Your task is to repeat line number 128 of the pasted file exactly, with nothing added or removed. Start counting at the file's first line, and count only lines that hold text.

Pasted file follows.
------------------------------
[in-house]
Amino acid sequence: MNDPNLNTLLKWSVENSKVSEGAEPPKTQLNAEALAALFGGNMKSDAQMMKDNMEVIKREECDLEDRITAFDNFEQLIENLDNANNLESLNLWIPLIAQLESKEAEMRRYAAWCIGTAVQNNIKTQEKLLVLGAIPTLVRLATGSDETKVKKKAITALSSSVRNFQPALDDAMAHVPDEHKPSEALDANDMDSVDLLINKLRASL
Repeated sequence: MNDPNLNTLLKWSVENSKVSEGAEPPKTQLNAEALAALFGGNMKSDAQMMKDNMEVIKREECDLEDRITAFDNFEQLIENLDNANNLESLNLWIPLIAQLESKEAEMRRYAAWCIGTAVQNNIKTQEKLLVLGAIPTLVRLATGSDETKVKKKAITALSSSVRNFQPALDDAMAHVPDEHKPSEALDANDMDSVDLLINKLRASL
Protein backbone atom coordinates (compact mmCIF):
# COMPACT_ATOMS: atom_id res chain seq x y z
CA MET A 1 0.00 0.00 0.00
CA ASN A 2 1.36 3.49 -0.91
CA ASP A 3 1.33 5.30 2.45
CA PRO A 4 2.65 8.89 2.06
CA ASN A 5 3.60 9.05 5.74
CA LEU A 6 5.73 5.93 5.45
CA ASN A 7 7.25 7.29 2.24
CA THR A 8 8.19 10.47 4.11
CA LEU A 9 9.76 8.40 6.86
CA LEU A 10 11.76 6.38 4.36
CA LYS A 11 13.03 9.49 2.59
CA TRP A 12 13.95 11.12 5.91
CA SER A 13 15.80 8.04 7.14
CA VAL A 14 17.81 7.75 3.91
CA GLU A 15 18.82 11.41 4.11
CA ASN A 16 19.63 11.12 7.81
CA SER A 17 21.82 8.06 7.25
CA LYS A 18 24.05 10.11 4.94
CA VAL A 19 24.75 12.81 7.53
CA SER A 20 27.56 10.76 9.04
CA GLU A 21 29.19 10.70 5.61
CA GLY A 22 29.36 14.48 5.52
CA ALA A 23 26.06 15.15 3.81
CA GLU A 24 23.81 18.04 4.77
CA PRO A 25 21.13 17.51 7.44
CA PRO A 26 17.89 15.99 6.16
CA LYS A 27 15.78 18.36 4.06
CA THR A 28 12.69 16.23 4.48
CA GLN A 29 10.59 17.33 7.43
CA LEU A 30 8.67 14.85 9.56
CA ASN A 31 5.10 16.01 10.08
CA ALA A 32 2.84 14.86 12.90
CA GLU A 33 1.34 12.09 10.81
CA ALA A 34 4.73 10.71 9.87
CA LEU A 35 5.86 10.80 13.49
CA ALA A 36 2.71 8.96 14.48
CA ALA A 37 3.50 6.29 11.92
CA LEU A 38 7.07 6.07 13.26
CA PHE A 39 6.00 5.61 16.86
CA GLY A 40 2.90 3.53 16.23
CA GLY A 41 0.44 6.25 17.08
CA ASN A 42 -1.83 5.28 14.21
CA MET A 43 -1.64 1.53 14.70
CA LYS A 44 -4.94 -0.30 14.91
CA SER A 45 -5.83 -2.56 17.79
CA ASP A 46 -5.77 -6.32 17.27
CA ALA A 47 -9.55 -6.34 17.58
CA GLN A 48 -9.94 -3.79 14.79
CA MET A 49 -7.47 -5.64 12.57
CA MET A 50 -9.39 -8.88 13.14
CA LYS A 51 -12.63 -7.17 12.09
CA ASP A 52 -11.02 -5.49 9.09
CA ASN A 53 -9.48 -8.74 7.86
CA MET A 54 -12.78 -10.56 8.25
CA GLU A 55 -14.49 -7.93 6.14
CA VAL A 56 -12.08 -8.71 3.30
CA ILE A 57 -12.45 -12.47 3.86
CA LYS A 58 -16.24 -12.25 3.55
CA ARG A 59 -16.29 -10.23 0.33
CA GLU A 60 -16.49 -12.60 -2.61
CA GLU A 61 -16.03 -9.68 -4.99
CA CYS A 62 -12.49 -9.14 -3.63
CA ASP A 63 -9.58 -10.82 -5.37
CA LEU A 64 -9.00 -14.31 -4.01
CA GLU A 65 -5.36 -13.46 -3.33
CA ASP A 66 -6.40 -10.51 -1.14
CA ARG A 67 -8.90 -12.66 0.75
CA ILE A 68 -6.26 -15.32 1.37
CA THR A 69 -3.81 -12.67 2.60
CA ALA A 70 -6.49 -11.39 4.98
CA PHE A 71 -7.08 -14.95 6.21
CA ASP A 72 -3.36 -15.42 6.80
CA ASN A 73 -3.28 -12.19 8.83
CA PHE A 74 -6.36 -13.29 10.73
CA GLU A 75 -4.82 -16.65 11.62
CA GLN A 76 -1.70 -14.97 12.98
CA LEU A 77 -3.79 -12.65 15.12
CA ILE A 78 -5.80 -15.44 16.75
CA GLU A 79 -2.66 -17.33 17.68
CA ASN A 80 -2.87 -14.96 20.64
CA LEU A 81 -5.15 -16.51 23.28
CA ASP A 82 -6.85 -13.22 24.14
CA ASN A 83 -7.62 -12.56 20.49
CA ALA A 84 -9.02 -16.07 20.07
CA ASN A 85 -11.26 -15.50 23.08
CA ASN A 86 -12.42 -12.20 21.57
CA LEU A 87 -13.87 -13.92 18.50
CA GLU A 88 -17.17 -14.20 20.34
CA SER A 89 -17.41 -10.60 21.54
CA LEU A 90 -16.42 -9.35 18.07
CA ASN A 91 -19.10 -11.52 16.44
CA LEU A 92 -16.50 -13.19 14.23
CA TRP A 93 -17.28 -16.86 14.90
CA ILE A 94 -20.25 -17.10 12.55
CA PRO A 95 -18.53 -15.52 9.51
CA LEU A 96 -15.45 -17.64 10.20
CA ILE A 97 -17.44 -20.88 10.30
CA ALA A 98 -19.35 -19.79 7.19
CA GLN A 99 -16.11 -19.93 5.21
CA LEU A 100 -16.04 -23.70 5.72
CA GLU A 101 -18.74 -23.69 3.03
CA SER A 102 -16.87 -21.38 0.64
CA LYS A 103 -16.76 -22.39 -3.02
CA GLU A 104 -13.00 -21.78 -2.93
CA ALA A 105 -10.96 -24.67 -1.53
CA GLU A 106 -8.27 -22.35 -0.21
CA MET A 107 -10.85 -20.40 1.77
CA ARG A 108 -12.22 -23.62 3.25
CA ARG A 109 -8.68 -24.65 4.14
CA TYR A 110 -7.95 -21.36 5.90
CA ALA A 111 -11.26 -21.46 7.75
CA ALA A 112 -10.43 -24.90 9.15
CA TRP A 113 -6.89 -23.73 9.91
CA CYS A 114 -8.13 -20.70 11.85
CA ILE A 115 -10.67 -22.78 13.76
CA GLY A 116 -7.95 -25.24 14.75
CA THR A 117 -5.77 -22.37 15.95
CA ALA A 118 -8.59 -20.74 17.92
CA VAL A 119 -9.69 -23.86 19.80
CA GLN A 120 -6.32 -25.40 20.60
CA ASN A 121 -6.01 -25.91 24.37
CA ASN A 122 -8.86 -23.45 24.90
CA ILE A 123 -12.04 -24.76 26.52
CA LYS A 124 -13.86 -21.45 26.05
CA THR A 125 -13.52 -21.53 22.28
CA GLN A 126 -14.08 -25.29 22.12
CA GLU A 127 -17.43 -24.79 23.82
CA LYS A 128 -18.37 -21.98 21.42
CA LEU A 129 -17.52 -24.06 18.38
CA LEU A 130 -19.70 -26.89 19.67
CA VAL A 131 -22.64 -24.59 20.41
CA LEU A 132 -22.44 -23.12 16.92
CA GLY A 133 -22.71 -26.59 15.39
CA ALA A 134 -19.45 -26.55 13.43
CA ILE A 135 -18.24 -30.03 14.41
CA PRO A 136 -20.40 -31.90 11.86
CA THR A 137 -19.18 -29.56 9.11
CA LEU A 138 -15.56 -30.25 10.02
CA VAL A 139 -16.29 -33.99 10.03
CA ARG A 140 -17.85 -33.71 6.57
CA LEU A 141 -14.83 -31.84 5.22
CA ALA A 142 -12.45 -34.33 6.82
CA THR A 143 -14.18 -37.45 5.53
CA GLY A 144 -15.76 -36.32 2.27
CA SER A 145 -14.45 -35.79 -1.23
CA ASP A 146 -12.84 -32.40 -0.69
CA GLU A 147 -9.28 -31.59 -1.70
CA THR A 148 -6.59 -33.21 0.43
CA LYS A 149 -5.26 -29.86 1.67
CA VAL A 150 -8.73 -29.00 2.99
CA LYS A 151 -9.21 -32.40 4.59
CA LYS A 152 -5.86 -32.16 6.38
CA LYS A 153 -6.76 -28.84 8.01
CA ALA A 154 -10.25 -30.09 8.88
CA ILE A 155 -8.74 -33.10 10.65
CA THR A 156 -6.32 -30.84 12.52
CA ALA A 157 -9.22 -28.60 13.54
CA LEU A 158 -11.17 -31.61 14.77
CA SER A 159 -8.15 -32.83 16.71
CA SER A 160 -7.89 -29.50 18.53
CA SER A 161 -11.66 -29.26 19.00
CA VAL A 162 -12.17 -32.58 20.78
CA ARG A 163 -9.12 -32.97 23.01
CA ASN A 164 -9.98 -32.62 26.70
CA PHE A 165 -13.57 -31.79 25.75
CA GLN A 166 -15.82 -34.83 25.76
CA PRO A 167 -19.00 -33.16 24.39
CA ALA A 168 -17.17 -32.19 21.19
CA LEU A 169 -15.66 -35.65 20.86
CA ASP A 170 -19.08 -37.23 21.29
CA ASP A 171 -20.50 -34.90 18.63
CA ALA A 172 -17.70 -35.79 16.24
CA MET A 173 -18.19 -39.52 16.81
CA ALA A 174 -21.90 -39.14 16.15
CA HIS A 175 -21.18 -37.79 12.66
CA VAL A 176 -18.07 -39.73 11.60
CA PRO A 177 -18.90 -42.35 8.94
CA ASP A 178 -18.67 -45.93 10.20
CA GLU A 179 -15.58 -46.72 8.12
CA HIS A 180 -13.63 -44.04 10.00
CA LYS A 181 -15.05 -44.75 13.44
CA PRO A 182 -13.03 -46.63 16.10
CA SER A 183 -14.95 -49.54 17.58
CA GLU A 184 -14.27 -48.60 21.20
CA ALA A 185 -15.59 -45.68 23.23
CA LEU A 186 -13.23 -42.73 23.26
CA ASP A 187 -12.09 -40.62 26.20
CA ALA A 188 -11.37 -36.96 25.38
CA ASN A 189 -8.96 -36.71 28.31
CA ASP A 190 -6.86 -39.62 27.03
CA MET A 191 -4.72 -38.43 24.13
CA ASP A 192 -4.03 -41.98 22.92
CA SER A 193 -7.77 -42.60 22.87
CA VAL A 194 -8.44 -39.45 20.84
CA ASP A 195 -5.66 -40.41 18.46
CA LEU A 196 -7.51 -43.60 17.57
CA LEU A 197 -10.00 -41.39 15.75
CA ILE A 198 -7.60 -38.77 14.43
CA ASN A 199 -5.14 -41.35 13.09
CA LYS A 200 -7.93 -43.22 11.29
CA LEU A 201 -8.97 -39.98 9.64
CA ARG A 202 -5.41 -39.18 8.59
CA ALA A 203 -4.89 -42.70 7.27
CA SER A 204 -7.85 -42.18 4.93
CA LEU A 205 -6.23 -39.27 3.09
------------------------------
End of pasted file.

CA ILE A 123 -12.04 -24.76 26.52